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Email Congress is a rebuild of an OpenCongress service that Sunlight Foundation had originally launched a year ago as a proof of concept, allowing users to contact their representatives in Congress by email instead of navigating complex congressional webforms.
Although it was a popular tool, over time, the developers responsible for maintaining the project became bogged down answering an overwhelming number of support ticket emails regarding that feature, and it was clear that the tool in its existing state was no longer maintainable. A redesign became necessary to address many of the problems that came out of a development process that wasn’t design-driven nor user-driven.
As the lead designer on the project, I first began the redesign by identifying pain points with the existing user flows. Many of these were obvious problems voiced by users in their emails to us.
“I get an notification that my congressmen has responded to an email, however when I click on the link, and I log in, I don’t see where the response is.”
“This letter is not showing up when I log in.”
“I got the email below, but can't find the lick to see the reply.”
“Whenever I receive a reply letter, I receive an email notification. when I click on the link, it says I don't have authorization to view the letter and I must login. When I login there is no letter…”
“The confirmation page does not operate properly. I have tried four different times in the past two days and have received the same error message each time…”
“I tried to send a few notes this morning to my representative. Every one kicked back saying I had to register. The first one only required contact info and went through. All the others request I register which you website will not allow me to do. First it rejected my email saying it was already used. Next time I used the forgot password option and when the link was sent to me I clicked on it and got a message the link was no good. Any ideas??”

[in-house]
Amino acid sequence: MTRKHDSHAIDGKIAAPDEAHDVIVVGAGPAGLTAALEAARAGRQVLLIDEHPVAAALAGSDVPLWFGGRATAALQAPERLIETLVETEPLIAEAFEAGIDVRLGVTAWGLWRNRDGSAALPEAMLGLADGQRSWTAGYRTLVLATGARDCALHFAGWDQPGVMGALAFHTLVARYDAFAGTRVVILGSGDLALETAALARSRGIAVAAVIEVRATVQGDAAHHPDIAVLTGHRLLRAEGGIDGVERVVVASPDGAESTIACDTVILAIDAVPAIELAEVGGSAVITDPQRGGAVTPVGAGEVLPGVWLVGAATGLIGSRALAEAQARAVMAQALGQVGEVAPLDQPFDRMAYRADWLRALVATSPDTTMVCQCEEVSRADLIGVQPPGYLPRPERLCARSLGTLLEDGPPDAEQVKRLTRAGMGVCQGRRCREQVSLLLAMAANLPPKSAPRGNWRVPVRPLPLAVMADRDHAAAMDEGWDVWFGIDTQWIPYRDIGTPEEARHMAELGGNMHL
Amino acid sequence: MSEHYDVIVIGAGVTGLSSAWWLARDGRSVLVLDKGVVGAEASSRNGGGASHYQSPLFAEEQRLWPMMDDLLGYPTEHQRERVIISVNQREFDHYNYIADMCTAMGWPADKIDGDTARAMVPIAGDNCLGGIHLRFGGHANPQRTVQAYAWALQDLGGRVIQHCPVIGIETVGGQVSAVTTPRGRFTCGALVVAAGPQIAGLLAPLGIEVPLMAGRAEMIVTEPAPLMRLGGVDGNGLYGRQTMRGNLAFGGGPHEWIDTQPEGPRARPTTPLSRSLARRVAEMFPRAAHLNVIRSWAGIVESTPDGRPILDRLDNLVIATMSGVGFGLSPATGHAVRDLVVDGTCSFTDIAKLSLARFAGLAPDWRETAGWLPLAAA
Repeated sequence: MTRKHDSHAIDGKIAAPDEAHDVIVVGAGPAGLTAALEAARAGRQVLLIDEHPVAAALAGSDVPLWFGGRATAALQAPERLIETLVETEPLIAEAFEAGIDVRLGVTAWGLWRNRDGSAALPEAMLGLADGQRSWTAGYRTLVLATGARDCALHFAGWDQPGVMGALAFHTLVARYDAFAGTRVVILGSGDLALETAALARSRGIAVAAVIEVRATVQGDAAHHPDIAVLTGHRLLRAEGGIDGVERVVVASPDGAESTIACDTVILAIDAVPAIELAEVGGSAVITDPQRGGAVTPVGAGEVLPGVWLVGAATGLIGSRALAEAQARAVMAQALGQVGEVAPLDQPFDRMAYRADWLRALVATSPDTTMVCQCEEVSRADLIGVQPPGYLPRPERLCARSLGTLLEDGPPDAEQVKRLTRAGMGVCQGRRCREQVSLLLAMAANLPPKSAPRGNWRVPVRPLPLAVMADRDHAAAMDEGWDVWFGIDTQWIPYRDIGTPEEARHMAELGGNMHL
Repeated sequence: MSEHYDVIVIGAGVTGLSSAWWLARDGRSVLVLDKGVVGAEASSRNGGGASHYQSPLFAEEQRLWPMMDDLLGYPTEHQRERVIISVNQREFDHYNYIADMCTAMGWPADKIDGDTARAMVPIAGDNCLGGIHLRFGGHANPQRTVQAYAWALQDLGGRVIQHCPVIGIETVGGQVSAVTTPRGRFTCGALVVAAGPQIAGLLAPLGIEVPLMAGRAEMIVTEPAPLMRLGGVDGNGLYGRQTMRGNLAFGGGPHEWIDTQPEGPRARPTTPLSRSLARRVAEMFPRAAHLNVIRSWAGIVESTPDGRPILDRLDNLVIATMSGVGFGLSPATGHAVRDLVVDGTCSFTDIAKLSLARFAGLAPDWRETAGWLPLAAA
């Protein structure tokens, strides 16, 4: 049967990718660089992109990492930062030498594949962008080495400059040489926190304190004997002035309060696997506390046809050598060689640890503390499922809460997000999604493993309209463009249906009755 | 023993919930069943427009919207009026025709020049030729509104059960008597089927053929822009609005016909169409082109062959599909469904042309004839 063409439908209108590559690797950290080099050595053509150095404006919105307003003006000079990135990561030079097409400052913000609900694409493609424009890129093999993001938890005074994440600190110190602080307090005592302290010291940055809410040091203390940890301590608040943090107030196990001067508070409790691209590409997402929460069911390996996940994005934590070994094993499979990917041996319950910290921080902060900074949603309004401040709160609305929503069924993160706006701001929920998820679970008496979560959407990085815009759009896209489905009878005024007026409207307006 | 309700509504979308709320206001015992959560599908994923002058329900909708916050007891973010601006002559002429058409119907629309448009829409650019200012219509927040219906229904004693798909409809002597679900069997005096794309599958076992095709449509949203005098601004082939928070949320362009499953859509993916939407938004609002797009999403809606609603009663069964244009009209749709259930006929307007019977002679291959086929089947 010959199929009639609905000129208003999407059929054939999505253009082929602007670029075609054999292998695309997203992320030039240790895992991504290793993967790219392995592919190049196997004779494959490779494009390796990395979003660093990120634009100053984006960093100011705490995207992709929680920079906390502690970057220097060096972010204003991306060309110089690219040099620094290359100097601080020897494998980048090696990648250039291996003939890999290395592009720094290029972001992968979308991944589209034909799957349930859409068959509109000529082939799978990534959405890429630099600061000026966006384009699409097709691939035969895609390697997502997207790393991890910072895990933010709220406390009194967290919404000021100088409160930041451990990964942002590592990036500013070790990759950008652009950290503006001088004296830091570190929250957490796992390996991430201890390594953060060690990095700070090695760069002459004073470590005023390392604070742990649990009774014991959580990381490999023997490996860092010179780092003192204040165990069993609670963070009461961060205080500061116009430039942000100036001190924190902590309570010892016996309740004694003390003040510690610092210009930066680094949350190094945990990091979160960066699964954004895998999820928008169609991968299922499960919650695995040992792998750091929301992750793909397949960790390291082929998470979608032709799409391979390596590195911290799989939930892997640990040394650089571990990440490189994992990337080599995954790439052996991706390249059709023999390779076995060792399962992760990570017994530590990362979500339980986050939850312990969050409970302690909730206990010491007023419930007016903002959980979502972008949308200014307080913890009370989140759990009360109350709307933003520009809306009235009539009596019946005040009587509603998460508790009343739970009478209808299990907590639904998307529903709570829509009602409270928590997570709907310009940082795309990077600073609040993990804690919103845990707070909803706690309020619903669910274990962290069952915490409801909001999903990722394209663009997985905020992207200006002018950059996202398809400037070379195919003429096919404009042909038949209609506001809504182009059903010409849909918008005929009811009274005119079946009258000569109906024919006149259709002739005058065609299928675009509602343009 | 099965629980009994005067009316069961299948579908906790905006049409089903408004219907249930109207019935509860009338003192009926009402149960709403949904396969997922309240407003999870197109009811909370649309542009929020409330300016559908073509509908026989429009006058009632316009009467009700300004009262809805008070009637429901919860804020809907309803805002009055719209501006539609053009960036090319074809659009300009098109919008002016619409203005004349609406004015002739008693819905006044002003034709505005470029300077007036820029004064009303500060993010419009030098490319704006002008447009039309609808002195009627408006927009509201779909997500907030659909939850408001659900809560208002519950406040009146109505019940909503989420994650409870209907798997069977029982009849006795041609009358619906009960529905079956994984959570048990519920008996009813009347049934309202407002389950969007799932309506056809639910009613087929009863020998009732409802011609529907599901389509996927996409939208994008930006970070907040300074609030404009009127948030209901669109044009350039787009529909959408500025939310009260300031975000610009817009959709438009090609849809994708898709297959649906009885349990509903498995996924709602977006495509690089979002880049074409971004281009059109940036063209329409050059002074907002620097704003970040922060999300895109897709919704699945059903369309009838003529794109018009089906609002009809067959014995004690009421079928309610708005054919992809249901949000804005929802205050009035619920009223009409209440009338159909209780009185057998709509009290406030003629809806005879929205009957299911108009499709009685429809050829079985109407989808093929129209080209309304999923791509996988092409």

“The emails won't go through to my senators because you couldn't find my congressional district even though I am trying to email my senators.”
There were several points of confusion around having to sign up to use the service, having to log in to access responses a user recieved, and general confusion about how to use the tool. In some instances, users were confused as to who was providing the service—some people believed we were an official government service.
We defined all potential user flows, and identified ways to further streamline the process. We cut out bloated features that proved be unnecessary and confusing to the user. For example, official responses were stored on servers that required users to log in to access them. Additionally, since the service was tied to OpenCongress, it required users to first register for the site to use EmailCongress. We're taking out this middleman so that official email responses go directly to the user's inbox. We also simplified the signup process—it no longer requires a username and password.
In redesign, I wanted the primary user interface to be something users are already familiar with: their own email inbox. Following a short sign up process, which is email initiated, the service allows you to navigate congressional contact forms using unique email addresses we created for each congressperson. 90% of the interactions should happen within the user's native inbox.
Having defined new and improved user flows, I went through many iterations of wireframes with carefully thought out forms. We thought long and hard about the copy in both the web forms and notification emails, since these were the primary points of user interaction, but also user confusion. This was followed by several iterations of visual design.
When we had enough built out, we began user testing. I tested user flows with people who could represent our target audience and noted points of confusion. This feedback is going into our final iteration of EmailCongress.
We're wrapping things up but will be launching soon—more updates to come.